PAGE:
Peru is the third largest South American country, encompassing the Andes Mountains and dry coastal plains to the west and the Amazon jungle to the east. The country overflows in natural resources, yet 50% of the population experiences great poverty. Heavily influenced by both the Incan Empire and Spanish colonization, Peru’s people and culture are as vibrant and diverse as their colorful folk art, which blends these two histories. Peru boasts a thriving church of four million evangelicals, but is also the world’s second largest producer of cocaine. War and poverty have multiplied the number of street children, who are often abused and exploited for labor. The trafficking of young girls, high rates of teen pregnancies and subsequent abortions, and homosexuality hold Peru captive to spiritual darkness.
Peru’s freedom from an oppressive military government, multiple dictatorships, and fifteen years of guerilla warfare by terrorists groups, such as the Shining Path, have ushered in strong economic growth in the fishing, coffee, and tourist industries. The prospect for economic development is great, but political corruption, a flawed tax structure, military spending, and enormous economic disparity keep the nation from progress. Peru still needs a stable government with just policies to rescue its people from poverty and from the exploitation of land and workers for cocaine and oil in the Amazon basin. Foreign companies threaten vulnerable people groups who live and work in the environments these companies destroy for profit. Foreign demand for cocaine leaves poor farmers little choice but to grow the crop for their livelihood.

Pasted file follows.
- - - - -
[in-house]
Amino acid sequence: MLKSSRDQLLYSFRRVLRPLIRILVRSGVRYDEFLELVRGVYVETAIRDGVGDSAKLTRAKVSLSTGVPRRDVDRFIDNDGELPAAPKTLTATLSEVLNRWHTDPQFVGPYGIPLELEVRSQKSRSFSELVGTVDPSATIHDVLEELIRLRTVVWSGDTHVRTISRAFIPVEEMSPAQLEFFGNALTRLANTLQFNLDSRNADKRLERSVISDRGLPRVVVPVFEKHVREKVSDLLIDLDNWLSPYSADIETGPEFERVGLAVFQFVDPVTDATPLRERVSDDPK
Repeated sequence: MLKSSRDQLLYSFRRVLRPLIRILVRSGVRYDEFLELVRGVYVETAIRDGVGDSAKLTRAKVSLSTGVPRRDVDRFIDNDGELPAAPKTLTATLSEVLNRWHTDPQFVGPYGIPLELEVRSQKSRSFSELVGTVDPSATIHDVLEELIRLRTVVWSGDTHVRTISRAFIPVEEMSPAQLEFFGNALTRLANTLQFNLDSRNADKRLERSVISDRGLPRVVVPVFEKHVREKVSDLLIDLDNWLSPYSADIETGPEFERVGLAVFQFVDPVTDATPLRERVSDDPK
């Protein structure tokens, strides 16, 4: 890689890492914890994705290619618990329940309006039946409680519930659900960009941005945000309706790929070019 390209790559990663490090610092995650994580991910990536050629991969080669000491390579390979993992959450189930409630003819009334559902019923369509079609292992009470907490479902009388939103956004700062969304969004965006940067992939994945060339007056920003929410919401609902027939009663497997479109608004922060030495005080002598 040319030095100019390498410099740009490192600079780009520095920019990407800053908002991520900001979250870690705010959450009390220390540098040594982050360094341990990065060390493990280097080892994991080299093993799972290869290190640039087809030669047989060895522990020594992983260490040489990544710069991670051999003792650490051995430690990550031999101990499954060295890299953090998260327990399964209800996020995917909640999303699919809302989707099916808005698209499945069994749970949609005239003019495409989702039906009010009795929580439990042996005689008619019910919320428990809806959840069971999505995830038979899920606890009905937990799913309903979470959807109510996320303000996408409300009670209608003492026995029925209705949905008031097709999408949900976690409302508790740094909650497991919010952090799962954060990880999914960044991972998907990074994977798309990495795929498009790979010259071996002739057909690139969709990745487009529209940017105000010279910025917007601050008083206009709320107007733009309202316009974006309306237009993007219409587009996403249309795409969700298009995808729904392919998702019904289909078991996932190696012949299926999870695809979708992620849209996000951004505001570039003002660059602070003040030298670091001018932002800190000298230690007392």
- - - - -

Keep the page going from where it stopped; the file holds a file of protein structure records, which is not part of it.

Peru has a strong history of Catholicism, but many Catholics, as well as mountain Quechua and Aymara people, are bound by a syncretistic combination of Christianity and Andean paganism. A strong evangelical presence in Peru has sparked a Christian renaissance among Quechan and Amerindian peoples through recent Bible translations and the work of Christian missions. There is still much work to be done, however. Peru needs pastors and teachers rich in solid biblical theology to mentor the next generation of leaders and to help dissipate the superstitions of the tribal people. Broadcasts from Christian radio stations like HCJB and TWR must continue the work of preaching God’s holy Word over the airwaves. More teams are needed to translate the Bible into the lesser known languages of the Peruvian tribal groups. The needs of the poor and destitute must be at the forefront of the Church’s ministry to practically demonstrate the love of Christ to the lost. May God rain down manna for His hungry people of Peru to be both physically and spiritually fed.